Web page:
- 1845 - IF Bob Ferguson was born in Brooklyn. In a 14 year career with eight teams, he closed out his playing days in 1884 with the Alleghenys, getting into 10 games and hitting .146. But he did leave a legacy; he was the first recognized switch hitter in baseball, and also had one of the all-time unforgettable nicknames, “Death to Flying Things” Ferguson, because of his fielding prowess. He managed a couple of years after hanging up the spikes and then went to umpiring.
- 1861 - Manager Al Buckenberger was born in Detroit. He managed the Pirates from 1892-94, coming in second in 1893 and posting an overall 187-144 slate while also serving as club president. He tried unsuccessfully to resurrect the old American Association, earning himself a brief league suspension during the 1894 off season.
|Al Buckenberger - 1914 Syracuse Herald|
- 1899 - LHP Don Songer was born in Walnut, Kansas. He tossed three of his four MLB years with the Bucs between 1925-27, going 7-9-3/3.55. Songer was part of two World Series teams, but never got to participate, being off the playoff roster in his rookie year of 1925, then traded to the Giants before the 1927 year ended.
- 1919 - P Ken Gables was born in Walnut Grove, Missouri. He pitched for the 1945-47 Pirates, spending his entire brief career as a Bucco. Gables had a 13-11/4.69 slate before being traded to the PCL San Francisco Seals.
- 1950 - The Pirates signed high school LHP Paul Pettit (“The Wizard of Whiff” pitched six prep no-hitters) for a record $100‚000 after buying his contract from film producer Fred Stephani‚ who had signed him to an exclusive contract as an athlete/actor. The lefty went 1-2/7.43 for the Pirates (1951, 1953) and retired in 1961 with arm problems that first surfaced a decade earlier.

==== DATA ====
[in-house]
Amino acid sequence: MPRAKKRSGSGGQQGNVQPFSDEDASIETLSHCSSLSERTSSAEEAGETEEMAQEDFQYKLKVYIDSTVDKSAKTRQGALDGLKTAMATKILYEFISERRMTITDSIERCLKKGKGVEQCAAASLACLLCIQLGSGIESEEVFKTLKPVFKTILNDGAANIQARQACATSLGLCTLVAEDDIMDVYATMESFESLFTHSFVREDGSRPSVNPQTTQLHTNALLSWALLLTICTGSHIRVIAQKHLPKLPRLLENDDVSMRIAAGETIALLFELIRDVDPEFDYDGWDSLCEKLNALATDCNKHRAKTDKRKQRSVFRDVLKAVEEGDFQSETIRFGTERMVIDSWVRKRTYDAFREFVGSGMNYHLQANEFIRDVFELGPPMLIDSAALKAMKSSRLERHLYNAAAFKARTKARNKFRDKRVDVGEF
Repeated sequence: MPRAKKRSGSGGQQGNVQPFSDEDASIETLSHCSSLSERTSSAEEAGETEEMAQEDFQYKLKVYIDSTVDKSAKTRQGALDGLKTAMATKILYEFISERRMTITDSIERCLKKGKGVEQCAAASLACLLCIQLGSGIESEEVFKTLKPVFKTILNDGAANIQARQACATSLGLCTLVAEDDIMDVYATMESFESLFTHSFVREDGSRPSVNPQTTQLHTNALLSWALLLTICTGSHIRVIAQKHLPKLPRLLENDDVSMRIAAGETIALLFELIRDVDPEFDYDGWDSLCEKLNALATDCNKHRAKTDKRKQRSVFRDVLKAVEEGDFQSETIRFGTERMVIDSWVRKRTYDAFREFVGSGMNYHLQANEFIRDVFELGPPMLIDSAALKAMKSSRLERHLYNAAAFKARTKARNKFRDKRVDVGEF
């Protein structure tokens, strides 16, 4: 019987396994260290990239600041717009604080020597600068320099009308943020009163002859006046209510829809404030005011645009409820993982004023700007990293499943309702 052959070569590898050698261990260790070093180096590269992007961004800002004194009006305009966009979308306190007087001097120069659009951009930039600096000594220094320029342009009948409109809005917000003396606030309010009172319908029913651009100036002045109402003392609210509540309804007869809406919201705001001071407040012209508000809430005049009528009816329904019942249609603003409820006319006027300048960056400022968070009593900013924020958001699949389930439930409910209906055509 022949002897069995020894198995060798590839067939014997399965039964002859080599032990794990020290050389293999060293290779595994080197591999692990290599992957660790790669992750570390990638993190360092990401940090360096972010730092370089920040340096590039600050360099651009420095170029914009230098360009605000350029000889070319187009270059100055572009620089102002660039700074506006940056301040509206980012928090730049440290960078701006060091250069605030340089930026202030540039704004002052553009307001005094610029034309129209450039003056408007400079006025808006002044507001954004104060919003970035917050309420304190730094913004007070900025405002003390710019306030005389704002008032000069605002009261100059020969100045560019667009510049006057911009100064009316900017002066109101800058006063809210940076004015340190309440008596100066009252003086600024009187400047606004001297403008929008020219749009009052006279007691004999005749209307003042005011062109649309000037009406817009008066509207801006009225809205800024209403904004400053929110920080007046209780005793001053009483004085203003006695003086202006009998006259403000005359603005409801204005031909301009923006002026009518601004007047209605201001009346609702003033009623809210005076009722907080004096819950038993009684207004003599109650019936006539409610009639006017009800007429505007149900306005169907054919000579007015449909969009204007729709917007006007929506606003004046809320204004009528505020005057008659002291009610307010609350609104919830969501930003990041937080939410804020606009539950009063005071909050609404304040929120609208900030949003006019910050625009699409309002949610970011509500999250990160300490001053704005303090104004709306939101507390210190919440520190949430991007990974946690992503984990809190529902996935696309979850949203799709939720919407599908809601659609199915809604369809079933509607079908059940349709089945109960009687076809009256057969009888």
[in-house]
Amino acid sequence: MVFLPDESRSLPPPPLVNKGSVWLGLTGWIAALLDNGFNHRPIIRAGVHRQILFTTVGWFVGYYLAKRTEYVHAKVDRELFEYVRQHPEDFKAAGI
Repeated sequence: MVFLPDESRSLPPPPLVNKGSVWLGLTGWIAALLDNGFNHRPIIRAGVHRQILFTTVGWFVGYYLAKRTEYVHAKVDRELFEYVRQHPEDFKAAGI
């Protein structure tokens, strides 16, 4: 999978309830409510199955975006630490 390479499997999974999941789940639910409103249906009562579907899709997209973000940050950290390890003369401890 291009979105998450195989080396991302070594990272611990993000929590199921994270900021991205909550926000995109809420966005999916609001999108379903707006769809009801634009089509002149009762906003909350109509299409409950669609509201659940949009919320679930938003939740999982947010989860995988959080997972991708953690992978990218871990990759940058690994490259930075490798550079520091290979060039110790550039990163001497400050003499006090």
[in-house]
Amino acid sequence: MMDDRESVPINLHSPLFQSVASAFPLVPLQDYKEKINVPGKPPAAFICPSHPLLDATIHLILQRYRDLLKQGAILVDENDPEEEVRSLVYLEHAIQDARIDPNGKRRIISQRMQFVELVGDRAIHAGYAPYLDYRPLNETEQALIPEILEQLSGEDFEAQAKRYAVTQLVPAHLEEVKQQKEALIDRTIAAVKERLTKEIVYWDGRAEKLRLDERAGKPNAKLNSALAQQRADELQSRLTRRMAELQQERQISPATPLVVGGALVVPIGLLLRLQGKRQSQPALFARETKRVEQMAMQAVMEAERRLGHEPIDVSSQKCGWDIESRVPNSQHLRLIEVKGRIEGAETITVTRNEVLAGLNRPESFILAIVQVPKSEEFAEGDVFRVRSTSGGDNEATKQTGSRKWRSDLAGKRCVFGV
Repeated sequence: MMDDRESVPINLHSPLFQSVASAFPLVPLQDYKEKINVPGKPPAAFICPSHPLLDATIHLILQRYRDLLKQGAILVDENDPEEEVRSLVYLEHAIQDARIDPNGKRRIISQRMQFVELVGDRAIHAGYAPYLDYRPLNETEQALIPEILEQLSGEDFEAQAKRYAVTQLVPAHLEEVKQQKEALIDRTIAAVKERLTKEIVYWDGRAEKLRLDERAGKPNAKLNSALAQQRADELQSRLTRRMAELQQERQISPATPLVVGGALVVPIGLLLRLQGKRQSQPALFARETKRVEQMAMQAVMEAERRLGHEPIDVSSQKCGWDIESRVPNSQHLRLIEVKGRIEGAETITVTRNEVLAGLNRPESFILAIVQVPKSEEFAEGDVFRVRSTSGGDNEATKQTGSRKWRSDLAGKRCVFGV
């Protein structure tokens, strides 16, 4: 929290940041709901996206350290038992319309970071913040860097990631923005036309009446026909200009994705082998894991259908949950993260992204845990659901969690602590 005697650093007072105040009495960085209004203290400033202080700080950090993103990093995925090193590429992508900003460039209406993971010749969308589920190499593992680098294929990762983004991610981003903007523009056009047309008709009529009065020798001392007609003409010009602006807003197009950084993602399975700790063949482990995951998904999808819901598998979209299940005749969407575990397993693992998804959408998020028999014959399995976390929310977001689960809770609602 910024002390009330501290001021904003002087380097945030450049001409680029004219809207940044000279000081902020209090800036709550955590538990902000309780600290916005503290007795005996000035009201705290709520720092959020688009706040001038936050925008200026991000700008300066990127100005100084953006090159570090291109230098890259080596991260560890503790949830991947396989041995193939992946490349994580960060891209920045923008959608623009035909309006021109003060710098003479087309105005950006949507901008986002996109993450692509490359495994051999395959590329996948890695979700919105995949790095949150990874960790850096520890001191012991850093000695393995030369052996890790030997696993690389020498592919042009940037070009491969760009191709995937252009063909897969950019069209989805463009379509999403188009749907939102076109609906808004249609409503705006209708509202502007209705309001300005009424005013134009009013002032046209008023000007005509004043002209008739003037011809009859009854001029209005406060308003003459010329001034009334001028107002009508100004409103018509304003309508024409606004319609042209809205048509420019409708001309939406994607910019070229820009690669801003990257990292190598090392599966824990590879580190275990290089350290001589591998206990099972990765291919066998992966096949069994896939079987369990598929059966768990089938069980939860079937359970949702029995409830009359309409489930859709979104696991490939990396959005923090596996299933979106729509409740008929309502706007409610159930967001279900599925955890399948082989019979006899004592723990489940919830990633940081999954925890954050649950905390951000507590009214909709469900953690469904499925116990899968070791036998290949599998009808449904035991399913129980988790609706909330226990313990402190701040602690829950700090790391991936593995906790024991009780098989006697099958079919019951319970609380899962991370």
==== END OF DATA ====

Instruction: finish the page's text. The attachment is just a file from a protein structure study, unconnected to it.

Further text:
- 1952 - RF Paul “Big Poison” Waner was elected to the Hall of Fame and inducted on July 21st. In a 20 year career, he led the NL in hitting three times and put up a slash of .330/.404/.473.
- 1965 - RHP Pud “Gentle Jeems” Galvin was voted into the Hall of Fame by the Special Veterans Committee and was the lone HOF selection that year. Galvin earned 20 victories ten times in 14 seasons. He tossed for the Pittsburgh Alleghenys and Pirates from 1885-1892. Pud won 138 games and notched four 20+ win years for Pittsburgh. He was inducted on July 26th.
- 1971 - The Hall of Fame Special Veterans Committee selected two Bucs from the early days to the Hall, 1B Jake Beckley and OF Joe Kelley. Beckley played for the Alleghenys, Burghers and Pirates from 1888-96, hitting .300. He banged a modest 43 HR, but legged out 113 triples in that span. Kelley got a cup of coffee with Pittsburgh in 1892, hitting just .239. The Pirates dumped him, and he went on to have a dozen consecutive .300+ seasons beginning the following year, playing mostly for the Baltimore Orioles. They were inducted on August 9th.
|Jake Beckley 1994 American Archive Origins of Baseball series|
- 1976 - The Special Veterans Committee selected C Al Lopez for the Hall of Fame. Lopez caught for Pittsburgh from 1940-46, hitting a modest .254. But he was best known for his glove and ability to handle a staff, and went on to manage the Indians and White Sox when his playing days ended. He was inducted on August 9th.
- 1992 - The Pirates signed OF Barry Bonds to a one-year contract worth $4.7M‚ the largest one-year deal in baseball history at the time. Bonds won his second MVP trophy and the Bucs won their division, so it was money well spent.
|Barry Bonds via Operation Sports|
- 2003 - RHP Jeff Suppan was signed as a free agent to a $500K deal. After a breakout summer, he was flipped to the Red Sox at the deadline as part of the Freddy Sanchez/Mike Gonzalez deal. Steady Freddy was a Pirate All-Star while Gonzo eventually became the closer.